Arithmetic Operators are used to perform arithmetic operations on their operands.

## Multiplication

The asteriks(`*`

) operator is used to **multipy** two numbers.

`console.log(2 * 3); // 6`

Since, the multiplication operator can be used **only** with numbers, any **non-numeric** operand results in **Not a Number**(`NaN`

).

`console.log(2 * "A"); // NaN`

## Division

The forward slash(`/`

) operator is used to **divide** two numbers.

`console.log(6 / 2); // 3`

By default all numbers in JavaScript are handled as **floating-point** numbers. Therefore, the division result can contain **decimal** places.

`console.log(5 / 3); // 1.6666666666666667`

The division operator works only with numbers. If any of the operands is a non-numeric value, the result results in `NaN`

.

`console.log(5 / "A"); // NaN`

In JavaScript, there are two special keywords to mark the both ends of number line, `Infinity`

and `-Infinity`

. When we try to divide any number by `0`

, the result is `Infinity`

or `-Infinity`

based on the numerator.

```
console.log(1 / 0); // Infinity
console.log(-1 / 0); // -Infinity
```

If the numerator is `0`

, the result of division is always `0`

.

`console.log(0 / 4); // 0`

What happens when we divide a `0`

by `0`

? Will the answer be `0`

or `Infinity`

? May be, to avoid this debate, JavaScript returns `NaN`

, if we try to divide `0`

by `0`

.

`console.log(0 / 0); // NaN`

Division operator works only with numbers. If the operands can be converted to a valid number, then JavaScript does automatic conversion before doing the division. If the operands cannot be converted to a valid number, the result will be `NaN`

.

```
console.log(4 / "2"); // 2
console.log(4 / "A"); // NaN
```

## Modulo

In order to find the remainder of a division operation, we can use **modulo**(`%`

) operator.

`console.log(10 % 4); // 2`

The **sign** of the result is the sign of the first operand. The remainder will be **negative** if the first operand is negative. The remainder will be **positive** integer, if the first operand is positive.

```
console.log(5 % 2); // 1
console.log(-5 % 2); // -1
console.log(4 % 2); // 0
```

In JavaScript, modulo operator works with **floating point numbers** also. But most of the time, we use modulo operator with integers.

`console.log(5.1 % 2.3); // 0.5`

## Subtraction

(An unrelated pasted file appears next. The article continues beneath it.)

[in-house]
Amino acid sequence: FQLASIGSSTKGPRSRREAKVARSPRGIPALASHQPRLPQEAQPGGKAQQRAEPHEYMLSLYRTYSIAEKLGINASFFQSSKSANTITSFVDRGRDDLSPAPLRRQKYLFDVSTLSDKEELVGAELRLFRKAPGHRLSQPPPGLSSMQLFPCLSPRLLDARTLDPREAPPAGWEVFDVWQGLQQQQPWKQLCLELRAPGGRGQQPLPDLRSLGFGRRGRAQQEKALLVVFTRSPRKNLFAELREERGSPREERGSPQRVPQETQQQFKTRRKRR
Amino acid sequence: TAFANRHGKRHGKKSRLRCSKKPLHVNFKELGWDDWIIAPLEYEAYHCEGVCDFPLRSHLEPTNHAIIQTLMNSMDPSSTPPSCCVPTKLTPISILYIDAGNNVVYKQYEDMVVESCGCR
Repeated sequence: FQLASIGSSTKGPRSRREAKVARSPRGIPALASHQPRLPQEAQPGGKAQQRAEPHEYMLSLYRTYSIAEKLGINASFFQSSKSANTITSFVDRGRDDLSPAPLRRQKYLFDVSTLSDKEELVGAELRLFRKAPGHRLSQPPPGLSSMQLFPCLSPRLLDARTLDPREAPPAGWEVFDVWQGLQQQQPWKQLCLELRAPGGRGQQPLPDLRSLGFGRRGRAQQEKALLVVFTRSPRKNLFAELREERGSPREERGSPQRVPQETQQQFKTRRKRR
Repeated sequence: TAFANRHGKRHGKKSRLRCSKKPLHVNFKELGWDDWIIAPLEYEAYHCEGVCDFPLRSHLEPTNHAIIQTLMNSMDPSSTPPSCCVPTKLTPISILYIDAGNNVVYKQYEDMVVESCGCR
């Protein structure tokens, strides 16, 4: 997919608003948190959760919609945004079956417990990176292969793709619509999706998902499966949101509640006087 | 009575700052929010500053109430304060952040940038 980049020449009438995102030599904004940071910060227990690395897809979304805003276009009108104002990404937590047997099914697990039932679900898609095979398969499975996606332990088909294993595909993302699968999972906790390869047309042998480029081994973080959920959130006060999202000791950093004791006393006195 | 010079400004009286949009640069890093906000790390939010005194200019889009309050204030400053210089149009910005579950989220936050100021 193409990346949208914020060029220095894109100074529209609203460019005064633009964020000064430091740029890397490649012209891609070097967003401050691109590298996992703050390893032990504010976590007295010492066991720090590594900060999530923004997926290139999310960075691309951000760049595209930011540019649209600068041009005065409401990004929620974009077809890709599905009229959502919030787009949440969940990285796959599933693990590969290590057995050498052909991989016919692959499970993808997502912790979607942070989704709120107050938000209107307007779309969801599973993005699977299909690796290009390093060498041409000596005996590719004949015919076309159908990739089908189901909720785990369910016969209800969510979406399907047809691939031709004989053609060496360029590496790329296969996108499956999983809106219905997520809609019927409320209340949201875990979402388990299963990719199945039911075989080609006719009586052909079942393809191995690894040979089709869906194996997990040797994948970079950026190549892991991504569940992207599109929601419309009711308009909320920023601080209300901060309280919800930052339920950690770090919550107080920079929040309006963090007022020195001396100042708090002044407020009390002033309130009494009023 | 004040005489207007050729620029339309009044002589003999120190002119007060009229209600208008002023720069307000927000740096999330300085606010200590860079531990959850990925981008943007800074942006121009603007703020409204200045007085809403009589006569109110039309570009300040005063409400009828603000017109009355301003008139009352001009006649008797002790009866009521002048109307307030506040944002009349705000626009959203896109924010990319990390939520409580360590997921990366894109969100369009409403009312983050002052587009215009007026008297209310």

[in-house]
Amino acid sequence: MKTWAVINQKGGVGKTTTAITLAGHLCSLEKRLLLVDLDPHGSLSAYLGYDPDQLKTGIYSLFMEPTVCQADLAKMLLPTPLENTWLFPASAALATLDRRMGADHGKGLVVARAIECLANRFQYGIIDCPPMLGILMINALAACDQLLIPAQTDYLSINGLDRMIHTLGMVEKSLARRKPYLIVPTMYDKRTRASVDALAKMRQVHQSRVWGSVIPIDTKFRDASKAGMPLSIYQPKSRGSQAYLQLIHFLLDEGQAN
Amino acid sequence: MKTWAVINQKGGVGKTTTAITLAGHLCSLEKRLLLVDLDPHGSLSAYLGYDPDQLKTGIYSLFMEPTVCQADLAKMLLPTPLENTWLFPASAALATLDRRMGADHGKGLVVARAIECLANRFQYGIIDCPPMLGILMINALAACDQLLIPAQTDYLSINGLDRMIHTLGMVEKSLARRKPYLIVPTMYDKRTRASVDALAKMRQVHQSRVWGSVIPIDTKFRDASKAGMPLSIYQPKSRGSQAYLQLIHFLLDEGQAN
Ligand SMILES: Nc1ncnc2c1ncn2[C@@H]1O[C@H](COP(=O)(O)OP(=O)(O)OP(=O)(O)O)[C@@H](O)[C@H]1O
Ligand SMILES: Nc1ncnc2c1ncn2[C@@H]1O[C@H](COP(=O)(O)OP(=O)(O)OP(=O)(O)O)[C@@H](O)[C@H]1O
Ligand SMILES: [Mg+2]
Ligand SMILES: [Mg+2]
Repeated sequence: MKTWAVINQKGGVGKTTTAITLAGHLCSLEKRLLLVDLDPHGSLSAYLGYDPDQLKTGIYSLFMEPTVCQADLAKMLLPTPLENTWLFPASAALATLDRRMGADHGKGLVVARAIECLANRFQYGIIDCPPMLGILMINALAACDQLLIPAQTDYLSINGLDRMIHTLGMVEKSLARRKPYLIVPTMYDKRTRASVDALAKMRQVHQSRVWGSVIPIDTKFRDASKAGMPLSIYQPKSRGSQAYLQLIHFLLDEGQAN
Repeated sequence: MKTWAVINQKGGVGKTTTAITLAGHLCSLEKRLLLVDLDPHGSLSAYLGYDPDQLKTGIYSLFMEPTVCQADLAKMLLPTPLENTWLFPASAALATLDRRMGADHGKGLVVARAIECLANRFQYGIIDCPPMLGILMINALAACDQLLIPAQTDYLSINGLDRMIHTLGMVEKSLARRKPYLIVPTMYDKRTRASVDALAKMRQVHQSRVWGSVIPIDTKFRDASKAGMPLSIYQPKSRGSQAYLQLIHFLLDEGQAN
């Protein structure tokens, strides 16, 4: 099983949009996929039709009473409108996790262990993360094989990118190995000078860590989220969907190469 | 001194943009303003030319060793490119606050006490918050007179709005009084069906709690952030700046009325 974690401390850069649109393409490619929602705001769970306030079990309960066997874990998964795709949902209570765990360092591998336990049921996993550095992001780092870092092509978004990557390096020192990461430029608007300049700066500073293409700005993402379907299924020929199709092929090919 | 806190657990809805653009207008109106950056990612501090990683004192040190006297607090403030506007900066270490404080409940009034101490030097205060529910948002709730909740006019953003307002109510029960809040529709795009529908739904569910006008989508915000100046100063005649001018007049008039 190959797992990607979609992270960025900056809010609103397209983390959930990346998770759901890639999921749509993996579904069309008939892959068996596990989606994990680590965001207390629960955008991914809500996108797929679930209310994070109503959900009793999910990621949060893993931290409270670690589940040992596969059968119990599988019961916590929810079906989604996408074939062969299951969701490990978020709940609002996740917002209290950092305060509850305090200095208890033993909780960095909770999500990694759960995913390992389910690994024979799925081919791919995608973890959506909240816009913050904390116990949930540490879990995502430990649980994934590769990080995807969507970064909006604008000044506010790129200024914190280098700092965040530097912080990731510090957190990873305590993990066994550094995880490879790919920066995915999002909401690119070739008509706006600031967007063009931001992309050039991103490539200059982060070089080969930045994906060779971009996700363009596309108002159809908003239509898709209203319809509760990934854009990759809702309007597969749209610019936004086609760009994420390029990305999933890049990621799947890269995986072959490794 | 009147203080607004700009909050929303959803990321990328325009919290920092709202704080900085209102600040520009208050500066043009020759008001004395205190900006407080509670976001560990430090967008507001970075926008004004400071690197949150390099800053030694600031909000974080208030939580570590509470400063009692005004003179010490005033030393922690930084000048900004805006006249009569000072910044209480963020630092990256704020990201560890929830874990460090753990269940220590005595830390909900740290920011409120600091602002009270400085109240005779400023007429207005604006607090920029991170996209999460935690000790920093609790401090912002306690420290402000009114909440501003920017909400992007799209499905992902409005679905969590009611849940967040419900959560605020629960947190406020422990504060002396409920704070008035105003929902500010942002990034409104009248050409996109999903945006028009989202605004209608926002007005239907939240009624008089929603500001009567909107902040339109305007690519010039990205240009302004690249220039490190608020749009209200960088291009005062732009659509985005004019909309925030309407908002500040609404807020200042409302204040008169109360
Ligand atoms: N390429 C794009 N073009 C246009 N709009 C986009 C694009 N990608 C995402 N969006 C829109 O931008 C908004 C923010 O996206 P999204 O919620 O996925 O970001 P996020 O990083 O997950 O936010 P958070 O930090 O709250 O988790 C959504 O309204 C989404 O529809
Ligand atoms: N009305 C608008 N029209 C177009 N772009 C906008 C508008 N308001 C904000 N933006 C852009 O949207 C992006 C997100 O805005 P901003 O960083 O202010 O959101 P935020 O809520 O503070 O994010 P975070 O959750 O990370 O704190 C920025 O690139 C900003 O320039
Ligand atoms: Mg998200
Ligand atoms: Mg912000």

The subtraction operator(`-`

) is used to find the difference between two numbers.

`console.log(5 - 3); // 2`

Subtraction operator works only with numbers. So if any of the operands cannot be converted to a number, the result will be `NaN`

.

`console.log(5 - "A"); // NaN`

## Addition

In JavaScript, `+`

is used to add two numbers. The operator `+`

is overloaded. That means, it behaves differently based on the type of operands. If both the operands are numbers, `+`

performs addition.

`console.log(3 + 4); // 7`

If any of the operands is not a number, then the result is calculated based on following rules.

If **both the operands are strings**, it performs concatenation.

`console.log("Apple" + "Banana"); // "AppleBanana"`

In any other case, **type conversion** is required. `+`

operator gives more priority to **string concatenation**. If either of the operands is a string or an object that can be converted to a string, all operands are converted to string and string concatenation is performed. In all other cases, that is if both operands are not strings or can be converted to strings, addition operation is performed.

Let us consider different cases.

If one of the operand is a string, other operands are also converted to string and string concatenation is done.

`console.log("A" + 2); // "A2"`

If one of the operand is an object, that can be converted to a string, the string concatenation occurs.

`console.log([2, 3] + 5); // "2,35"`

If none of the operands can be converted to a string, addition occurs. `null`

and `undefined`

cannot be converted to a string.

```
console.log(3 + null); // 0
console.log(3 + undefined); // NaN
```

When addition is done, all operands are converted to numbers. `null`

converts to 0 and `undefined`

converts to `NaN`

.

The `+`

operator has **left-to-right** associativity. Consider the following statement.

```
console.log(2 + 4 + "Hello"); // "6Hello"
console.log(2 + (4 + "Hello")); // "24Hello"
```

First line first performs number addition of `2`

and `4`

. The result `6`

is then concatenated with `"Hello"`

. Whereas in the second line the default associativity is altered using paranthesis.